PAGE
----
Improvements at the Lopez School Campus will include the renovation and expansion of classrooms and learning spaces; renovation and remodel of locker rooms and other athletic facilities; installation of rainwater catchment and storage systems; upgrading irrigation systems for District athletic fields, landscaping and food gardens; creation of new art, music and culinary arts classrooms; creation of a new District maintenance and shop-learning space; new student services spaces including health room, administrative offices, and new weight and fitness room; replacement and upgrading of mechanical, plumbing, lighting and electrical systems; installation of Photo-voltaic solar panels and connection to appropriate electrical sources; renovation and improvement of district parking and exterior lighting; renovation and enhancement of district landscaping and building entrances; integration and upgrading electrical, fire alarm and communication systems, and security and controls; creation of a single dedicated bus loading zone; energy efficiency upgrades; removal of asbestos, if necessary; remodeling and renovation of district kitchen facilities; renovation and expansion of district multi-purpose room; renovation of classroom technology; addition of a connector hallway between East and West buildings; and upgrading athletic fields and playgrounds.

Improvements at the Decatur School Campus will include the renovation of classrooms, school building and grounds to enhance health, safety and education; and energy efficiency upgrades.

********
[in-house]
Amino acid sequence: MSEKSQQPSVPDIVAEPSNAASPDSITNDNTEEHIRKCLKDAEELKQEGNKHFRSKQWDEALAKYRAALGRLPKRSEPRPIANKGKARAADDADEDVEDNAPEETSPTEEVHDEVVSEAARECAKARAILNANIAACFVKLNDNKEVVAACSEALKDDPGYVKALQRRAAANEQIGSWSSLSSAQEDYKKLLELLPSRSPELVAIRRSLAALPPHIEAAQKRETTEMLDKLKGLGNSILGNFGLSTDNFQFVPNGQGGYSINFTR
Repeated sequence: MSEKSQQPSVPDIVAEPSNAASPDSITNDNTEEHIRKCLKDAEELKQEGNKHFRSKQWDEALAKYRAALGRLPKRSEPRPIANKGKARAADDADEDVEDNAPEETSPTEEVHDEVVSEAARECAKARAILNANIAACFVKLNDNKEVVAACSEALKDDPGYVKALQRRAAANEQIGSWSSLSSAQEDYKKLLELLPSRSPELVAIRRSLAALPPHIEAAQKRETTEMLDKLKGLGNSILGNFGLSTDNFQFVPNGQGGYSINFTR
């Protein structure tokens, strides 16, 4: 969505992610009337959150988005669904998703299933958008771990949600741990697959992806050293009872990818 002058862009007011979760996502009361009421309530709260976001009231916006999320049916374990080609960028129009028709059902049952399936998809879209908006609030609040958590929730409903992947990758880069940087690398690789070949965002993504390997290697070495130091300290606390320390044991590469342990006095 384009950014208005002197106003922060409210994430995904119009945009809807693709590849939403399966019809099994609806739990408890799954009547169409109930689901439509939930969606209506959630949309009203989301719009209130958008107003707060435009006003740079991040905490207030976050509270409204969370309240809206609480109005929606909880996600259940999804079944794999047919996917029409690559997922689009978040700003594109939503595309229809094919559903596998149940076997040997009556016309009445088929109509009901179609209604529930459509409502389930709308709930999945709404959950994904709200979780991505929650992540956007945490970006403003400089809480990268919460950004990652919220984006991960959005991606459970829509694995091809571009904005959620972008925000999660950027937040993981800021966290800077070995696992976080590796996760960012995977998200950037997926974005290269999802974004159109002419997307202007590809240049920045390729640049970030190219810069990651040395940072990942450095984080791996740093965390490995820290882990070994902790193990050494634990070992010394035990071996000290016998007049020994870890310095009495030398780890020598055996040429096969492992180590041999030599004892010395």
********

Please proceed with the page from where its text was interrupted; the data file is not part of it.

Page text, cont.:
The cost of all necessary architectural, engineering, and other consulting services, inspection and testing, administrative and relocation expenses, on and off-site utilities, site acquisition, related improvement and other costs incurred in connection with the foregoing capital improvements are part of the costs of such improvements. The bonds would be repaid out of annual property tax levies over a period of not to exceed 20 years. The exact amount of such annual levies for these bonds would depend on the amount of principal paid each year and on the interest rates available at the time the bonds are sold.[1][2]


Below are arguments in support of this measure:

We support the bond – a huge opportunity that we can't pass up. The bond will help provide more and better learning to students, fix systems that need fixing, make the buildings safer, help the environment, reduce energy costs, and save money to go back into the classroom.